Eating Disorders

Anorexia nervosa, bulimia nervosa, binge-eating disorder and Eating Disorder Not Otherwise Specified (EDNOS) are psychiatric diagnoses that involve a significant disturbance in the perception of body shape and weight, leading to an abnormal or obsessive relationship with food, exercise, and self-image.

  • Anorexia nervosa is characterized by the refusal to maintain minimally normal weight for age and height (weight less than 85 percent of expected); an intense fear of gaining weight; a denial of the seriousness of the current low body weight; and, in postmenarcheal women, an absence of monthly menstruation.
  • Bulimia nervosa is characterized by recurrent episodes of binge eating followed by inappropriate behaviors to prevent weight gain, such as self-induced vomiting; misuse of laxatives, diuretics, and enemas; fasting; and excessive exercise.
  • EDNOS has many of the characteristics of anorexia nervosa and/or bulimia nervosa, without meeting the strict parameters of those diagnoses. While EDNOS is not as well known as the other eating disorders, it is a more significant problem than anorexia or bulimia.

Depression, anxiety, and substance abuse often accompany these disorders. In addition, significant physical complications can also occur. If a student’s eating disorder jeopardizes his or her physical and emotional health, the student may need to leave school and enter intensive treatment. Symptoms associated with eating disorders include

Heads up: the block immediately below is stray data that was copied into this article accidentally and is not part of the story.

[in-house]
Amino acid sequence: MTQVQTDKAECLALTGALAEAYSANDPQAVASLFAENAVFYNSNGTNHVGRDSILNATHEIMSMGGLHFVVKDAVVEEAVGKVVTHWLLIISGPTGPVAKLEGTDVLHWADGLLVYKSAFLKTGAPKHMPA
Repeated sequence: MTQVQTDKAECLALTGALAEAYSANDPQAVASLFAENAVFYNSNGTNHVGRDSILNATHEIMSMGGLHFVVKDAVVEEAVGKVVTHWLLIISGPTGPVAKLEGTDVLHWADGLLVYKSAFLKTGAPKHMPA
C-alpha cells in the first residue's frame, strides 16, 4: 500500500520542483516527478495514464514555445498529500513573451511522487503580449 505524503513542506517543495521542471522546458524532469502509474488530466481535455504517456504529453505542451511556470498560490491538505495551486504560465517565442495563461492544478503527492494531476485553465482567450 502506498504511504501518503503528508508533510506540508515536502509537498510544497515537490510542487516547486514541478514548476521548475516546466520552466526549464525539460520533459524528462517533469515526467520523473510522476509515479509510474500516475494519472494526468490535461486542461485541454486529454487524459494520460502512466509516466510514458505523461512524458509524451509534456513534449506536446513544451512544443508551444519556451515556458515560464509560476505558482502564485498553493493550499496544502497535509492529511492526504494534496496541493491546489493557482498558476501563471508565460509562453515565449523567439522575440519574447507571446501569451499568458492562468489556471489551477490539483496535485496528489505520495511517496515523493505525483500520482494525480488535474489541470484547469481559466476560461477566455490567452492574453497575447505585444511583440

• significant weight loss (15 percent or more of the original body weight);
  • the inability to concentrate;
  • chronic fatigue;
  • decreased strength of immune system and susceptibility to illness;
  • an obsession with food that dominates the student’s life;
  • extreme moodiness;
  • excessive vulnerability to stress;
  • the tendency to socially withdraw;
  • repetitive injuries and pain from compulsive/excessive exercise; and
  • extreme perfectionism and/or rigidity. 

If you suspect that a student has an eating disorder:

Do

  • When possible, speak to the student in private.
  • Be supportive and express your concern about the student’s health. Provide specific examples of behaviors or symptoms that are of concern.
  • Refer the student to Counseling Services, 906-487-2538
  • Consult with a professional in Counseling Services if you want advice on how or when to intervene with a student.

Don't

  • Reassure a student that his or her obsessions are normal and therefore nothing to worry about.
  • Scare the student into changing or getting help. With eating disorders, fear seldom motivates change.
  • Make jokes about eating disorders or about fat people to students.
  • Make positive comments about a student’s weight loss. It is difficult to discern whether you are rewarding healthy behavior or encouraging a hidden disorder.

References